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Justification by Faith alone.




The following things may be noted in this verse: 1. That justification respects a man as ungodly : This is evi. dent by those words.....that justifieth the ungodly : Which words cannot imply less, than that God, in the act of justification has no regard to any thing in the person justified, as godliness, or any goodness in him ; but that nextly or immediately before this act, God beholds him only as an ungodly or wicked creature ; so that godliness in the person to be justi. fied is not so antecedent to his justification as to be the ground of it. When it is said that God justifies the ungodly, it is as absurd to suppose that our godliness, taken as some goodness in us, is the ground of our justification, as when it is said that Christ gave sight to the blind, to suppose that sight was prior Vol. VII.


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to, and the ground of that act of mercy in Christ ; or as, if it should be said, that such an one by his bounty has made a poor man rich, to suppose that it was the wealth of this poor man that was the ground of this bounty towards him, and was the price by which it was procured.

2. It appears that by him that worketh not, in this verse, is not meant only one that does not conform to the ceremonial law, because he that worketh not, and the ungodly, are evidently synonymous expressions, or what signify the same ; it appears by the manner of their connexion : If it be not so, to what purpose is the latter expression, the ungodly, brought in? The context gives no other occasion for it, but only to show, that the grace of the gospel appears, in that God, in justification, has no regard to any godliness of ours. The foregoing verse is, “ Now to him that worketh, is the reward not reckoned of grace, but of debt."

In that verse it is evident that gospel grace, consists in the reward's being given without works ; and in this verse which immediately follows it, and in sense is connected with it, it is evident that gospel grace consists in a man's being justified that is ungodly ; by which it is most plain, that by him that worketh not, and him that is ungodly, are meant the same thing ; and that therefore not only works of the ceremonial law are excluded in this business of justification, but works of morality and godliness.

3. It is evident in the words, that by that faith, that is here spoken of, by which we are justified, is not meant the same thing as a course of obedience or righteousness, by the expresa sion by which this faith is here denoted, viz. believing on him that justifies the ungodly. They that oppose the Solifidians, as they call them, do greatly insist on it, that we should take the words of scripture concerning this doctrine in their most natural and obvious meaning ; and how do they cry out, of our clouding this doctrine with obscure metaphors, and unintelligible figures of speech ? But is this to interpret scripture according to its most obvious meaning, when the scripture speaks of our believing on him that justifies the ungodly, or the breakers of his law, to say, that the meaning of it is performing a course of obcdience to his law, and avoiding the breaches of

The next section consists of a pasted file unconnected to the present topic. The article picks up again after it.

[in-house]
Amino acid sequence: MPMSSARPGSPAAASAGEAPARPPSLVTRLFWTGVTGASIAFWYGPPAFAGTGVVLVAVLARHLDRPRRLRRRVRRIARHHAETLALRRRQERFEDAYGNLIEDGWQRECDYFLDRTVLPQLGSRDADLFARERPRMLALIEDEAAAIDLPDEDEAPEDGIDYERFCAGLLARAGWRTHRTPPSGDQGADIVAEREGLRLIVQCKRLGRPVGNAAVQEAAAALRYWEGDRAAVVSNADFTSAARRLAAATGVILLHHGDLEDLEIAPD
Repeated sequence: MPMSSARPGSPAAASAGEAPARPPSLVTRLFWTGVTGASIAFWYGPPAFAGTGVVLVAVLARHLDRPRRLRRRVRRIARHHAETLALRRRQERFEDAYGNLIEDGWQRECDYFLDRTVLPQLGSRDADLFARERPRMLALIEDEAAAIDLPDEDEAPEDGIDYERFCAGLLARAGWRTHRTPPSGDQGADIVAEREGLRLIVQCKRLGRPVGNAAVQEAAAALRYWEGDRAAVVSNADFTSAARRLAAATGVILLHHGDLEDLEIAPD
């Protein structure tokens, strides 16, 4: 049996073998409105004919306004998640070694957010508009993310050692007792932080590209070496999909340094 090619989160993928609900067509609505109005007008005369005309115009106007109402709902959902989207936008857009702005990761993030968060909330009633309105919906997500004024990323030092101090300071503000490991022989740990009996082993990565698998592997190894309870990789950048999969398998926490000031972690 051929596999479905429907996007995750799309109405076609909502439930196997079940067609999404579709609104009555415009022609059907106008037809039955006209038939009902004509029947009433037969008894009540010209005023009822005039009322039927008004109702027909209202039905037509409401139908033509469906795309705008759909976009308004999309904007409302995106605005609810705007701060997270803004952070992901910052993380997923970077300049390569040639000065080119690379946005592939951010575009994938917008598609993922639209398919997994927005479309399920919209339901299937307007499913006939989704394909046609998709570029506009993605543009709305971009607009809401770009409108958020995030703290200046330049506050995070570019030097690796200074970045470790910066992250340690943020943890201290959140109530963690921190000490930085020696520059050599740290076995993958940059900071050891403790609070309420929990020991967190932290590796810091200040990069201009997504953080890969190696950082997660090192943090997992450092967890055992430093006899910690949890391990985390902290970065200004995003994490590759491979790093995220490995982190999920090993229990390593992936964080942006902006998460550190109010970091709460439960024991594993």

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it ? Believing on God as a justifier, certainly is a different thing from submitting to God as a lawgiver ; especially a be. lieving on him as a justifier of the ungodly or rebels against the lawgiver.

4. It is evident that the subject of justification is looked upon as destitute of any righteousness in himself, by that expres, sion, it is counted or imputed to him for righteousness. The phrase, as the apostle uses it here, and in the context, mani. festly imports, that God, of his sovereign grace, is pleased, in his dealings with the sinner, to take and regard that which indeed is not righteousness, and in one that has no righteousness, so, that the consequence shall be the same as if he had righteousness ; (which may be from the respect that it bears to some thing that is indeed righteous.) It is plain that this is the force of the expression in the preceding verses. In the last verse but one, it is manifest that the apostle lays the stress of his argument for the free grace of God, from that text that he cites out of the Old Testament about Abraham, on that word counted, or imputed, and that this is the thing that he supposed God to shew his grace in, viz. in his counting something for righteousness, in his consequential dealings with Abraham, that was no righteousness in itself. And in the next verse which immediately precedes the text, “ Now to him that worketh, is the reward not reckoned of grace, but of debt," the word there translated reckoned, is the same that in the other verses is rendered imputed, and counted ; and it is as much as if the apostle had said, “ As to him that works there is no need of any gracious reckoning or counting it for righteousness, and causing the reward to follow as if it were a righteousness; for if he has works, he has that which is a righteousness in itself, to which the reward properly belongs.” This is further evident by the words that follow, verse 6. “Even as David also describeth the blessedness of the man unto whom God imputeth righteousness without works.” What can here be meant by imputing righteousness without works; but imputing righteousness to him that has none of his own? Verse 7,8. S “Saying, blessed are they whose iniquities are forgiven, and



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